A changing climate

Where’s the evidence?

How do scientists know that greenhouse gases, such as CO2 are increasing?

an ice core

 

scientist with an ice core

Evidence that carbon emissions have increased over the years are measured through air trapped in ancient ice cores in Antarctica and Greenland. These show a gradual rise from 1800 – the beginning of the Industrial Revolution and the burning of fossil fuels in power stations, factories and cars. Since the 1950s, direct measurements have been made of carbon in the atmosphere from the observatory at Manua Loa in Hawaii.

These measurements show that the concentration of carbon dioxide in the atmosphere – measured in parts per million (ppm) has remained around 280 ppm for 650,000 years but in the last few years has increased to more than 385 ppm.

Most scientists agree that this increase is due to the burning of fossil fuels. The main reasons for an increase in carbon emissions are a growth in population and the increase in the amount of energy people use as we own more goods, enjoy more services and travel more.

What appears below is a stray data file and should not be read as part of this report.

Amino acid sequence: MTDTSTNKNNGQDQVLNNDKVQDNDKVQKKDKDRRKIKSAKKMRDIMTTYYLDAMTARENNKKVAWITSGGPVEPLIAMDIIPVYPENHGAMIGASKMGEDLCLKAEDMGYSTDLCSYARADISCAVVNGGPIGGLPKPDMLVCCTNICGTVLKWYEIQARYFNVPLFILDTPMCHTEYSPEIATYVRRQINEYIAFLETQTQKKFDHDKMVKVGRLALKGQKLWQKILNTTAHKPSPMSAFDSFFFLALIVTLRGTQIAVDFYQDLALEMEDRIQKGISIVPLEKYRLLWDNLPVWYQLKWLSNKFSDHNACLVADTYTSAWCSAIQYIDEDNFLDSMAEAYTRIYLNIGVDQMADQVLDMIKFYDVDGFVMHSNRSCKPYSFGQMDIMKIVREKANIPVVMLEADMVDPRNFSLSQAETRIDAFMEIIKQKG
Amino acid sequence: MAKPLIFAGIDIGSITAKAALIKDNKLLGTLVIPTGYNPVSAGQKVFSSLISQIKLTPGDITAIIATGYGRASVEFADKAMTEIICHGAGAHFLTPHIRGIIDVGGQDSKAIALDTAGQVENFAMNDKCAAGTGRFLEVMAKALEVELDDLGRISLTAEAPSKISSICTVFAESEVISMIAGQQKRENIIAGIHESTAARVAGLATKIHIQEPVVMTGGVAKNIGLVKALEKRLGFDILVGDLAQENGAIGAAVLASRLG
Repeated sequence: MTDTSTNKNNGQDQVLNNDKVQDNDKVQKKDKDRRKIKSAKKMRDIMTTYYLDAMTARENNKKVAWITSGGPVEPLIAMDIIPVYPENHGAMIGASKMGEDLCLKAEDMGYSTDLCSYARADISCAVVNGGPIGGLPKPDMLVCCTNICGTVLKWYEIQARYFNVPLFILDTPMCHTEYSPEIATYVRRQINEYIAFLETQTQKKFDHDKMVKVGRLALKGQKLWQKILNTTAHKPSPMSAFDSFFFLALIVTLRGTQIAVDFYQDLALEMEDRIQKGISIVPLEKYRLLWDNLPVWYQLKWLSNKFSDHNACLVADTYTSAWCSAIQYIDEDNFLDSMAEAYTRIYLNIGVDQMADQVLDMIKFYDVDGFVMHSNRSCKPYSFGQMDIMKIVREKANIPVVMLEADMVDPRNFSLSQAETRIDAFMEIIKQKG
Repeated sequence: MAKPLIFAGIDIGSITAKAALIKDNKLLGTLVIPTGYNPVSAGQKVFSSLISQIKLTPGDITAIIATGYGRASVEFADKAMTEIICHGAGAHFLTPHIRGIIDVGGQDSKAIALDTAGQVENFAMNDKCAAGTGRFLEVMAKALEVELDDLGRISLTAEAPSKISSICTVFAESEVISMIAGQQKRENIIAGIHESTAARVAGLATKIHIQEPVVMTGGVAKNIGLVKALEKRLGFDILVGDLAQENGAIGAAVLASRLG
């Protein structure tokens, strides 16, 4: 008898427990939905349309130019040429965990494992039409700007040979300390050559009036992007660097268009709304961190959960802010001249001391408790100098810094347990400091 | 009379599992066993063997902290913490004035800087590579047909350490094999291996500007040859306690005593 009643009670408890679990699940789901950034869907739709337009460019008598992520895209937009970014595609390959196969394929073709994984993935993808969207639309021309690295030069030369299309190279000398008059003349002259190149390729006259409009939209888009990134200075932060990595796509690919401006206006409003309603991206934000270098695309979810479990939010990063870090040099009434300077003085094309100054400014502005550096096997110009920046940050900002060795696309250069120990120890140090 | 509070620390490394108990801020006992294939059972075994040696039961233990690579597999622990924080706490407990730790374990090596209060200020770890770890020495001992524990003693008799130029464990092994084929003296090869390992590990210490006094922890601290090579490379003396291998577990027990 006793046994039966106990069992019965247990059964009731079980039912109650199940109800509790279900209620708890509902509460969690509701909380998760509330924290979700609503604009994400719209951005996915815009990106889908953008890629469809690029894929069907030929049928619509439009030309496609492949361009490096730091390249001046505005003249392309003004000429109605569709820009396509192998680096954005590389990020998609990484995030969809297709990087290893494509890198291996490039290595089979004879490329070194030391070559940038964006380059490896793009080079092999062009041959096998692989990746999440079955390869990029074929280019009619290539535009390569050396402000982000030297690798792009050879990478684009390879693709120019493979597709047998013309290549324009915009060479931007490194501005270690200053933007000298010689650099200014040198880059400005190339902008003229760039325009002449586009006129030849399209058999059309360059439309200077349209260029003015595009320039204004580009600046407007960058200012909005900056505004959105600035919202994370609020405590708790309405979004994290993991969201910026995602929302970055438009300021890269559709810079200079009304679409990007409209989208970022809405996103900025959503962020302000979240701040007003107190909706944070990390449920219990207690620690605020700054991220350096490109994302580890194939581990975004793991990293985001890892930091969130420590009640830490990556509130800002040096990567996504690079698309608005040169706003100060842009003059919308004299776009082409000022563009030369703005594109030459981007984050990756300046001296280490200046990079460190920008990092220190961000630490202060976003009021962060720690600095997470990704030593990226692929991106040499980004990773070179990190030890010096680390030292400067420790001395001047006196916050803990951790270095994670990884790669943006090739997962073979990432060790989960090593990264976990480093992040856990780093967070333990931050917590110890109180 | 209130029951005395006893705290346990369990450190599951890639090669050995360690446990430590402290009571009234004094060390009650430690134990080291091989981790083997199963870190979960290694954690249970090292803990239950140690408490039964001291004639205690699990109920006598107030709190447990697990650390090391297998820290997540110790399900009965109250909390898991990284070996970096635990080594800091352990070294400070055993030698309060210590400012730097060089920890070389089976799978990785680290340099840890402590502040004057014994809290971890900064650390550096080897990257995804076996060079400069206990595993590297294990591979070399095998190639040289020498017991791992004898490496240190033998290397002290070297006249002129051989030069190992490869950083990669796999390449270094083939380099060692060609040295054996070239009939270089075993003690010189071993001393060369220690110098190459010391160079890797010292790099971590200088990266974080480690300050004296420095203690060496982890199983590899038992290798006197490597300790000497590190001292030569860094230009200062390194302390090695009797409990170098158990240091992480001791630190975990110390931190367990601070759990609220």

The use of energy per person varies greatly across the world.

Compare the map of energy use per capita with the table of the world’s biggest emitters of CO2.

link to text version of map of energy use

Country

Million tonnes of CO2 in 2002

United States

6,928

China

4,938

Russia

1,915

India

1,884

Japan

1,317

Germany

1,009

Brazil 851
Canada 680
United Kingdom 654

Source: World Resources Institute

climate fact

Together, the 25 countries with the largest emissions account for around 83% of world emissions.

Next: Why is this so important?